For each of the policies, I first inspect cross-tabs of policy choices by state control of government. Second, I estimate linear probability models to more systematically test which factors were predictive of policy choices across the three areas.13 In regression models, I incorporate a number of variables that prior studies have shown to be predictive of ACA implementation policy, including policy legacies (Beland, Rocco, and Waddan 2016; Jacobs and Callaghan 2013), administrative capacity (Jacobs and Callaghan 2013), and ideology (Shor 2018).
Cross-tabs displaying state government choices across the three policy areas outlined above are presented in table 1. As expected, the vast majority of the variation in navigator law enactment is within Republican-controlled and divided states. On the other hand, not a single Republican-controlled state terminated transitional plans, while there was some variation in policy choices among divided and Democrat-controlled states. Finally, very few states defaulted to the federal standard when it came to rating area configurations, suggesting minimal marketplace erosion through this policy mechanism.14
I turn next to estimating linear probability models of policy choices. Table 2 presents results from estimating linear probability models using a number of model specifications with navigator law enactment as the dependent variable, and state-level attributes as independent variables. The model featuring only state control of office explains just 16% of the variation in navigator law enactment. Adding conservative network strength to the model improves explanatory power markedly, with conservative network strength predictive of navigator law enactment.15 Column 3 adds SBM establishment to the model, which I find to be negatively associated with navigator law enactment.16 This suggests that states investing politically in marketplaces by establishing SBMs were less likely to erode those marketplaces.
Column 4 estimates a model featuring several additional covariates to account for confounding and test some alternative hypotheses. First off, to the degree that conservative network strength or SBM establishment are associated with general state conservatism, results could alternatively be driven by legislator ideology or constituent preferences regarding the ACA. To address this concern, I include measures of state-level favorability toward the ACA as of 2012, as well as the mean estimated ideology in each party across state legislative chambers from Shor and McCarty's American Legislatures Project (Shor and McCarty 2011).17 The measure of state-level ACA favorability comes from Barrilleaux and Rainey (2014) and is generated by applying a multilevel regression and model to Kaiser Health Tracking Poll data.18 Strikingly, the results indicate neither ACA favorability nor legislator ideology are (conditional on other covariates) strongly related to navigator law enactment.19
I also include measures of ideological dispersion of state legislators in each of the parties, testing Anzia and Moe's (2016) argument that ideologically heterogeneous coalitions are less likely to produce positive feedback. While the direction of the coefficients on measures of dispersion are consistent with Anzia and Moe (2016), with more heterogeneous Republican coalitions less likely to pass navigator laws, and the opposite for Democrats, estimates are not statistically significant.20 Finally, I include measures of pre-ACA Medicaid generosity and administrative capacity from Callaghan and Jacobs (2016, 2017). Neither is a statistically significant predictor of navigator law enactment. In the fully specified model, the only statistically significant predictors of navigator law enactment are conservative network strength and SBM establishment.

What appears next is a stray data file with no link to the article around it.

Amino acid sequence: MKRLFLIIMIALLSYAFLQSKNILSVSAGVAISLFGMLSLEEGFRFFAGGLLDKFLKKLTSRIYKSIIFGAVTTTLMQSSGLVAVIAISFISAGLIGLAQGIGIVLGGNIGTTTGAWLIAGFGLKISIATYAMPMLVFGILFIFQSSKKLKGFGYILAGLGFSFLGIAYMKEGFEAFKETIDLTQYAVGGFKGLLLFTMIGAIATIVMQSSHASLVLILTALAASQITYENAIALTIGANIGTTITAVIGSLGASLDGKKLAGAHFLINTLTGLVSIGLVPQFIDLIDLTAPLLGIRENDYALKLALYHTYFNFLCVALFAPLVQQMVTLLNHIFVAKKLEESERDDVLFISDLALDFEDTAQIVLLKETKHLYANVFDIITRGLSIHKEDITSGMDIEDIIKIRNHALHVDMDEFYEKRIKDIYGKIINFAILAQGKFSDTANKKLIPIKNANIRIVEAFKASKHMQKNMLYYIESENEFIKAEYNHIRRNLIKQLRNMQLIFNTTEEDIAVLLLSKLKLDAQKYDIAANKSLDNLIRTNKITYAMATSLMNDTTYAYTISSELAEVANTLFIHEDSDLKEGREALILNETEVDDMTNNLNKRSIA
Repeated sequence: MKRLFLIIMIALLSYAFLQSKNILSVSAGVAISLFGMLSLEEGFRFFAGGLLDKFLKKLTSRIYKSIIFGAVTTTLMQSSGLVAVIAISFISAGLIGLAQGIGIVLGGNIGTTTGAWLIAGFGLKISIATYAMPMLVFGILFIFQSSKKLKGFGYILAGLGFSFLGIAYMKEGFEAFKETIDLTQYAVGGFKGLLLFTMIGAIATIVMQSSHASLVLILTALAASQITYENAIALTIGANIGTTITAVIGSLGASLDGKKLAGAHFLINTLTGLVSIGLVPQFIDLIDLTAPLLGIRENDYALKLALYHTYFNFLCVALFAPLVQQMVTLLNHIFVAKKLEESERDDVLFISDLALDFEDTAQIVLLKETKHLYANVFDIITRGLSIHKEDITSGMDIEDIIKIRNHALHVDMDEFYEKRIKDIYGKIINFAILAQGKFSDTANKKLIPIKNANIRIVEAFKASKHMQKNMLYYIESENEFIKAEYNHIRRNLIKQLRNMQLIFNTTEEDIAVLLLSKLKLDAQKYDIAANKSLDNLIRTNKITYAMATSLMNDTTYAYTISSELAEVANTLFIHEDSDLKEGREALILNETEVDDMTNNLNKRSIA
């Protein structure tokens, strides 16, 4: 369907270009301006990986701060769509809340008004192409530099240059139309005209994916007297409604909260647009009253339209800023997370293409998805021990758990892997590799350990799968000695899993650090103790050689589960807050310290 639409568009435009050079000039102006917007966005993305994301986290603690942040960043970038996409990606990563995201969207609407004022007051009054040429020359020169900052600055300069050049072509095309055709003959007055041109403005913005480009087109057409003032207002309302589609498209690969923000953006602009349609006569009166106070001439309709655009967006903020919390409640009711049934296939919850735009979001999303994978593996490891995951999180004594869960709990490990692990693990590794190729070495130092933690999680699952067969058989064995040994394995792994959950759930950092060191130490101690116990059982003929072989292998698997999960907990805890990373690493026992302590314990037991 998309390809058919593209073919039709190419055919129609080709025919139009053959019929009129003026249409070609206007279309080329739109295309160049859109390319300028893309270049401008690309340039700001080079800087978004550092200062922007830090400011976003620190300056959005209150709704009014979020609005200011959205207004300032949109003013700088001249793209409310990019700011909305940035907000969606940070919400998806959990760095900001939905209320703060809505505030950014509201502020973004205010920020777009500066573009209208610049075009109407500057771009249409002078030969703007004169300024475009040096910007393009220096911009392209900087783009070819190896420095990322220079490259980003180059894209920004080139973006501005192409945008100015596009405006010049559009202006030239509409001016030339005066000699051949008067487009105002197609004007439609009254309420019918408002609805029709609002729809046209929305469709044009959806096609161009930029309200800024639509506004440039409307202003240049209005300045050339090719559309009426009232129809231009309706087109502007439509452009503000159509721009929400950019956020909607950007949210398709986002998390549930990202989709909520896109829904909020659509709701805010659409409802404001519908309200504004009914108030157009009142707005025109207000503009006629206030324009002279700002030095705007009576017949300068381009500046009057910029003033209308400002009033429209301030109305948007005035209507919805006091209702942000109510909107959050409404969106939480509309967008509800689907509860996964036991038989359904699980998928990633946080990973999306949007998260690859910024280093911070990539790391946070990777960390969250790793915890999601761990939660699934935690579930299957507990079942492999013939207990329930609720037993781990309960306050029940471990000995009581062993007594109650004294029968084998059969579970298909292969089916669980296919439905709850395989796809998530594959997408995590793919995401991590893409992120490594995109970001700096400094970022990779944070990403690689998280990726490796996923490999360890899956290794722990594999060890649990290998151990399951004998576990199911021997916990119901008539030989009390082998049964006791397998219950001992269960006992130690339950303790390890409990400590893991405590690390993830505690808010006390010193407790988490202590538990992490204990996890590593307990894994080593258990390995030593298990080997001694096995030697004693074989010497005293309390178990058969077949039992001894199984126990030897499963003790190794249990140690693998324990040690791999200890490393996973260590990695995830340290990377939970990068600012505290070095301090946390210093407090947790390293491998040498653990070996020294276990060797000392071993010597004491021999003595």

I turn next to transitional plan termination. Linear probability models, presented in table 3, demonstrate that a significant portion of the variation in transitional plan termination can be explained by a simple model featuring control of state office (Republican control being associated with extension of transitional plans). Adding conservative network strength only increases explanatory power marginally. While the coefficient on the conservative network strength variable is significant in this model, it is not significant in the model including SBM establishment (column 3), suggesting a weak association. On the other hand, including SBM establishment increases model fit substantially, with SBM establishment significantly associated with transitional plan termination. This suggests that, as expected, Democratic lawmakers in SBM states were more willing to incur short-term costs to bolster marketplaces in the long run.
Similar to the prior analyses, I do not find ACA favorability or legislator ideology to be significantly related to the outcome. However, transitional plan termination was more common in states with ideologically heterogeneous Republican coalitions. One explanation for this result is that heterogeneous Republican coalitions posed less of a threat to a government controlled by Democrats, making them more willing to take on the risks of terminating transitional plans.